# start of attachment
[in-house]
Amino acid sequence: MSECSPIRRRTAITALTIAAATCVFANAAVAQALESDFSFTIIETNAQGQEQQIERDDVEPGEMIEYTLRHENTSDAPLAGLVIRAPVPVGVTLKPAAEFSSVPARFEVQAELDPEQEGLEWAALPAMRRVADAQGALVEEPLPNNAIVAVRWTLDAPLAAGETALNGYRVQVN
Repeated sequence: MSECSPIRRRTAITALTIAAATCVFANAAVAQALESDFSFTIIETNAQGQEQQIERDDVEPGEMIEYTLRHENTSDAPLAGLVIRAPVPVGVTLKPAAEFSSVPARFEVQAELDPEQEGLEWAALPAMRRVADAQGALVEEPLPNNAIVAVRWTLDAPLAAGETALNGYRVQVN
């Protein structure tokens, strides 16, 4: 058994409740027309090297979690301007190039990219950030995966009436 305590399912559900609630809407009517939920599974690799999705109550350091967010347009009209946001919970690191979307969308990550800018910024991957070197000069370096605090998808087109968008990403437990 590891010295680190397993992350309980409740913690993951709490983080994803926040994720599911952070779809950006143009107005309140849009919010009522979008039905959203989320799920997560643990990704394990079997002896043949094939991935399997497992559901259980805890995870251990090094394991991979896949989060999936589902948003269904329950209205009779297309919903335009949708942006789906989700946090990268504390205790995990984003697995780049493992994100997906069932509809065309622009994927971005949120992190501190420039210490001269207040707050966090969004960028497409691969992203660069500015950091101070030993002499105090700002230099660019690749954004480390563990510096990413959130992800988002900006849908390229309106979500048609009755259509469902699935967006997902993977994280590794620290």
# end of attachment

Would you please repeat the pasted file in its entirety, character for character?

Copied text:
[in-house]
Amino acid sequence: MSECSPIRRRTAITALTIAAATCVFANAAVAQALESDFSFTIIETNAQGQEQQIERDDVEPGEMIEYTLRHENTSDAPLAGLVIRAPVPVGVTLKPAAEFSSVPARFEVQAELDPEQEGLEWAALPAMRRVADAQGALVEEPLPNNAIVAVRWTLDAPLAAGETALNGYRVQVN
Repeated sequence: MSECSPIRRRTAITALTIAAATCVFANAAVAQALESDFSFTIIETNAQGQEQQIERDDVEPGEMIEYTLRHENTSDAPLAGLVIRAPVPVGVTLKPAAEFSSVPARFEVQAELDPEQEGLEWAALPAMRRVADAQGALVEEPLPNNAIVAVRWTLDAPLAAGETALNGYRVQVN
């Protein structure tokens, strides 16, 4: 058994409740027309090297979690301007190039990219950030995966009436 305590399912559900609630809407009517939920599974690799999705109550350091967010347009009209946001919970690191979307969308990550800018910024991957070197000069370096605090998808087109968008990403437990 590891010295680190397993992350309980409740913690993951709490983080994803926040994720599911952070779809950006143009107005309140849009919010009522979008039905959203989320799920997560643990990704394990079997002896043949094939991935399997497992559901259980805890995870251990090094394991991979896949989060999936589902948003269904329950209205009779297309919903335009949708942006789906989700946090990268504390205790995990984003697995780049493992994100997906069932509809065309622009994927971005949120992190501190420039210490001269207040707050966090969004960028497409691969992203660069500015950091101070030993002499105090700002230099660019690749954004480390563990510096990413959130992800988002900006849908390229309106979500048609009755259509469902699935967006997902993977994280590794620290």